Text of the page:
“There is one winner, only one winner, in war. The winner is war itself. Not truth, not justice, not liberty, not morality. These are the vanquished.”
HT: Robert Ellsberg
We live in crisis, and perhaps we find it interesting to do so.
Yet we also feel guilty about it, as if we ought not to be in crisis.
As if we were so wise, so able, so kind, so reasonable, that crisis ought at all times to be unthinkable. It is doubtless this “ought,” this “should” that makes our era so interesting that it cannot possibly be a time of wisdom, or even of reason.
We think we know what we ought to be doing, and we see ourselves move, with inexorable deliberation of a machine that has gone wrong, to do the the opposite. A most absorbing phenomenon which we cannot stop watching, measuring, discussing, analyzing, and perhaps deploring!
But it goes on.
And, as Christ said over Jerusalem, we do not know the things that are for our peace.Crisis:
-Merton, Conjectures of a Guilty Bystander, p. 66
|synonyms:||critical point, turning point, crossroads, watershed, head, moment of truth, zero hour, point of no return.|Kathy Kelly holds a child at the Chamin-E-Babrak refugee camp in Kabul, Afghanistan, in January 2014, a few days after the child had been saved from a burning tent, during a fire that destroyed much of the camp. (Abdulhai Darya)
"I think in the U.S. people had the impression that somehow the United States was helping in terms of humanitarian issues in Afghanistan. But that’s not really true. There wasn’t a marked improvement in the basics of health care, or in terms of nutrition. Education has not been available to the majority of the people, although it did get better for young girls in in the cities.
"The people who really are the “winners” in all of this — and in the history of U.S. occupation and invasion — are the military contractors, the ones who manufacture the war planes and the bombs and the drones, and the Hellfire missiles and the Apache helicopters and the material for building bases and equipping soldiers. Those are the people who win in these situations.
"I think it’s good to study everything that Pope Francis has said about war and weapons. He has called war-making futile and has asked us to lay aside our weapons. He was so blunt and clear when he spoke to the U.S. Congress, asking why anyone would give weapons to people waging wars. The answer, he said, is simple: It’s money, and the money is drenched in blood.
"But parishes are not necessarily hearing this message of peacemaking from the pulpit. I wish every parish could consider a Pax Christi chapter, would hold study groups to read more about issues of peacemaking. Another thing people can do is welcome refugees into their community, and learn from the refugees."
— Kathy Kelly
From the National Catholic Reporter, August 26, 2021, Q & A with activist Kathy Kelly on Afghanistan, US withdrawal and what’s next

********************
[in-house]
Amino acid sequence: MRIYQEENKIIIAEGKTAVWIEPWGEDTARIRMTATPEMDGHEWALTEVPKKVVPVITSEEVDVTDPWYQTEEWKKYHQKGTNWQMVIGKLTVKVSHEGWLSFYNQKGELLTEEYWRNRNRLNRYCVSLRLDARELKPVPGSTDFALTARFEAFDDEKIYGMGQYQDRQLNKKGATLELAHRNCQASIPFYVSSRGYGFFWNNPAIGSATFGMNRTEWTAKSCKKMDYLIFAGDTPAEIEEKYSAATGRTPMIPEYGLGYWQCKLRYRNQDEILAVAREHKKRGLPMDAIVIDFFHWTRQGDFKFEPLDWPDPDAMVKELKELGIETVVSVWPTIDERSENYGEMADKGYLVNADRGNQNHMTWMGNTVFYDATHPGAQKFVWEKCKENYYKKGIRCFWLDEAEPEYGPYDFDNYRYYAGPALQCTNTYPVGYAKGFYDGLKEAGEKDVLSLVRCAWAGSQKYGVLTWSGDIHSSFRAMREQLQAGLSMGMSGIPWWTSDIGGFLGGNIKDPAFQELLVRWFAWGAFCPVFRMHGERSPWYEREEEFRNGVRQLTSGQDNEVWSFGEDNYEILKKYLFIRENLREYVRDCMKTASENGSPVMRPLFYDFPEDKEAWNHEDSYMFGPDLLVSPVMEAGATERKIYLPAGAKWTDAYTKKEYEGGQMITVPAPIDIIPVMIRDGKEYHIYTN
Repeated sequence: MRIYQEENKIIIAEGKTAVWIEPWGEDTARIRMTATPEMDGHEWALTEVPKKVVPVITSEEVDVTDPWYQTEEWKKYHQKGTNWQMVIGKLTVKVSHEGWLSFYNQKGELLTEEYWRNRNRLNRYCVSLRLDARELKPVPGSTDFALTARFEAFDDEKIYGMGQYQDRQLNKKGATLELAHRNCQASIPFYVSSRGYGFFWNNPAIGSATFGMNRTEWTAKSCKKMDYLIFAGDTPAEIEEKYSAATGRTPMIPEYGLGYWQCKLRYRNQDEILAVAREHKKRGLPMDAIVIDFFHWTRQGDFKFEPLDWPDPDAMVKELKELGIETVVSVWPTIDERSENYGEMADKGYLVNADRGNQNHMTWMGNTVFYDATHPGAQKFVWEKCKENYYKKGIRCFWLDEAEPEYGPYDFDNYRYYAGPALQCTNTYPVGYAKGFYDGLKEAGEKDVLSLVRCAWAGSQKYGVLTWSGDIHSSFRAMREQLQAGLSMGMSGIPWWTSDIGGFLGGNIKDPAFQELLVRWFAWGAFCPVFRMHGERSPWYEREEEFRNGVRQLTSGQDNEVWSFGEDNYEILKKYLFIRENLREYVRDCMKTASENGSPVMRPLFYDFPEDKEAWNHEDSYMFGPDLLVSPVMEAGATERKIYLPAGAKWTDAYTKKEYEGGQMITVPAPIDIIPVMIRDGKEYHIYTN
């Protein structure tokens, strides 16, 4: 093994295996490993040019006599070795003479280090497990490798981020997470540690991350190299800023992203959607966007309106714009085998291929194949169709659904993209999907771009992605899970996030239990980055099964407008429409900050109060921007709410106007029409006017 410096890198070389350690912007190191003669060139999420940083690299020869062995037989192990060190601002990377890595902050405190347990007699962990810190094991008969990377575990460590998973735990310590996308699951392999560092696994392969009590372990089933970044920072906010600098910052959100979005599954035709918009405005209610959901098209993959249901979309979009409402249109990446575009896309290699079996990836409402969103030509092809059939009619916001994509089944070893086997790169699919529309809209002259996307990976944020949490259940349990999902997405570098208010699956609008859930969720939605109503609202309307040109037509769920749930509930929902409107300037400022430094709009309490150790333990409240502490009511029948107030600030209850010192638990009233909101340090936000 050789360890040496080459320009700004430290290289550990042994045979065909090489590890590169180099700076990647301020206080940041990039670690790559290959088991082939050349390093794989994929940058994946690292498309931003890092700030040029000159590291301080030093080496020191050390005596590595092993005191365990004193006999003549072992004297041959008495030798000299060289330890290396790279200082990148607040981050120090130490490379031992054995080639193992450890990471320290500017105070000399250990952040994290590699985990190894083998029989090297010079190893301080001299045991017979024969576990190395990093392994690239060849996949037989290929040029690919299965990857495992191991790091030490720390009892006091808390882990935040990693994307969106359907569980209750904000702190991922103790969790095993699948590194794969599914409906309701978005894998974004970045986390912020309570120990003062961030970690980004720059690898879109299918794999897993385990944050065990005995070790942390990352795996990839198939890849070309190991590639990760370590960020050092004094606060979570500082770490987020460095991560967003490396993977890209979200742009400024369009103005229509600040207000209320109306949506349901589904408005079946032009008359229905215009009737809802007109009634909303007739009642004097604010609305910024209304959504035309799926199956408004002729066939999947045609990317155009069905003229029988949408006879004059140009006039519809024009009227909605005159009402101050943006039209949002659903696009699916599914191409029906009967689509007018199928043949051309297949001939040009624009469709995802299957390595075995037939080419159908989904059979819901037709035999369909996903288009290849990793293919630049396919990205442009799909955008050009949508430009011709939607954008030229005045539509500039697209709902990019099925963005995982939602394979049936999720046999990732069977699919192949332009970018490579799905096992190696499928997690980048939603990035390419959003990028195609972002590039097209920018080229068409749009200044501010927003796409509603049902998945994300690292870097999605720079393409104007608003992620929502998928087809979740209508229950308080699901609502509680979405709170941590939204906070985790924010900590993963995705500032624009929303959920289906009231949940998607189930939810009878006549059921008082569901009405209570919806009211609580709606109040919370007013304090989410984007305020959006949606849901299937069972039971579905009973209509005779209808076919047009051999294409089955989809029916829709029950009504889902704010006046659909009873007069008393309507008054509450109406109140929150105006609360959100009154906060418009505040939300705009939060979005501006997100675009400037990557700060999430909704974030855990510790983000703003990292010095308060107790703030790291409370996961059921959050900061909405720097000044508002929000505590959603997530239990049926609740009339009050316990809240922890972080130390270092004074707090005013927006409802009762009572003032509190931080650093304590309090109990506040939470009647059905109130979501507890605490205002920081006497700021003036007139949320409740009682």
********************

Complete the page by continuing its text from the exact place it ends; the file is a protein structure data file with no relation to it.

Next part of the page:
The duty of the Christian in this crisis is to strive with all his power and intelligence,
with his faith, his hope in Christ,
and love for God and man,
to do the one task which God has imposed upon us in the world today.
That task is to work for the total abolition of war.
There can be no question that unless war is abolished
the world will remain constantly in a state of madness and desperation in which,
because of the immense destructive power of modern weapons,
the danger of catastrophe will be imminent and probable
at every moment everywhere.
Unless we set ourselves immediately to this task,
both as individuals and in our political and religious groups,
we tend by our very passivity and fatalism
to cooperate with the destructive forces that are leading inexorably to war.
It is a problem of terrifying complexity and magnitude,
for which the Church itself is not fully able to see clear and decisive solutions.
Yet she must lead the way on the road to the nonviolent settlement
of difficulties and toward the gradual abolition of war
as the way of settling international or civil disputes.
Christians must become active in every possible way, mobilizing all their resources for the fight against war.
from Jim Forest's essay, "An Army that Sheds No Blood; Thomas Merton's Response to War"
“So instead of loving what you think is peace, love other men and love God above all. And instead of hating people you think are warmongers, hate the appetites and the disorder in your own soul, which are the causes of war. If you love peace, then hate injustice, hate tyranny, hate greed—but hate these things in yourself, not in another (p. 114).”
|Victor J. Blue at the New York TImes|
|Photograph of Gal Vihara by Thomas Merton|
We are all convinced that we desire the truth above all.Nothing strange about this. It is natural to man, an intelligent being, to desire the truth. (I still dare to speak of man as "an intelligent being"!)
“There is one winner, only one winner, in war. The winner is war itself. Not truth, not justice, not liberty, not morality. These are the ...